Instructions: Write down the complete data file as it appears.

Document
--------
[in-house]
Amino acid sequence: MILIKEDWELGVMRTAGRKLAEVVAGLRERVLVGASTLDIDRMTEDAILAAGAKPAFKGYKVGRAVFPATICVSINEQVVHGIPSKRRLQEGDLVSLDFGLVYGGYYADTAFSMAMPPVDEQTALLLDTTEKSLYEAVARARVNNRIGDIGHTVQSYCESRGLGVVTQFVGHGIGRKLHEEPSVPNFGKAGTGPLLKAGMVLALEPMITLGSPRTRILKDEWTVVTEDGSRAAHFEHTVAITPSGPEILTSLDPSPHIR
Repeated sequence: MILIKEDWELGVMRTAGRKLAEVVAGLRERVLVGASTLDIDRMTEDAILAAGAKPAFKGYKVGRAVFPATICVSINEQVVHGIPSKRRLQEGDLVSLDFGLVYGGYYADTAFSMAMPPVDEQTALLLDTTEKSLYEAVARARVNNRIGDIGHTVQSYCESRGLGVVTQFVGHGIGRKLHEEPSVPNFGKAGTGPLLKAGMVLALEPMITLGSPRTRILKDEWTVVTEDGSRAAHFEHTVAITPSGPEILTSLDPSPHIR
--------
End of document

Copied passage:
[in-house]
Amino acid sequence: MILIKEDWELGVMRTAGRKLAEVVAGLRERVLVGASTLDIDRMTEDAILAAGAKPAFKGYKVGRAVFPATICVSINEQVVHGIPSKRRLQEGDLVSLDFGLVYGGYYADTAFSMAMPPVDEQTALLLDTTEKSLYEAVARARVNNRIGDIGHTVQSYCESRGLGVVTQFVGHGIGRKLHEEPSVPNFGKAGTGPLLKAGMVLALEPMITLGSPRTRILKDEWTVVTEDGSRAAHFEHTVAITPSGPEILTSLDPSPHIR
Repeated sequence: MILIKEDWELGVMRTAGRKLAEVVAGLRERVLVGASTLDIDRMTEDAILAAGAKPAFKGYKVGRAVFPATICVSINEQVVHGIPSKRRLQEGDLVSLDFGLVYGGYYADTAFSMAMPPVDEQTALLLDTTEKSLYEAVARARVNNRIGDIGHTVQSYCESRGLGVVTQFVGHGIGRKLHEEPSVPNFGKAGTGPLLKAGMVLALEPMITLGSPRTRILKDEWTVVTEDGSRAAHFEHTVAITPSGPEILTSLDPSPHIR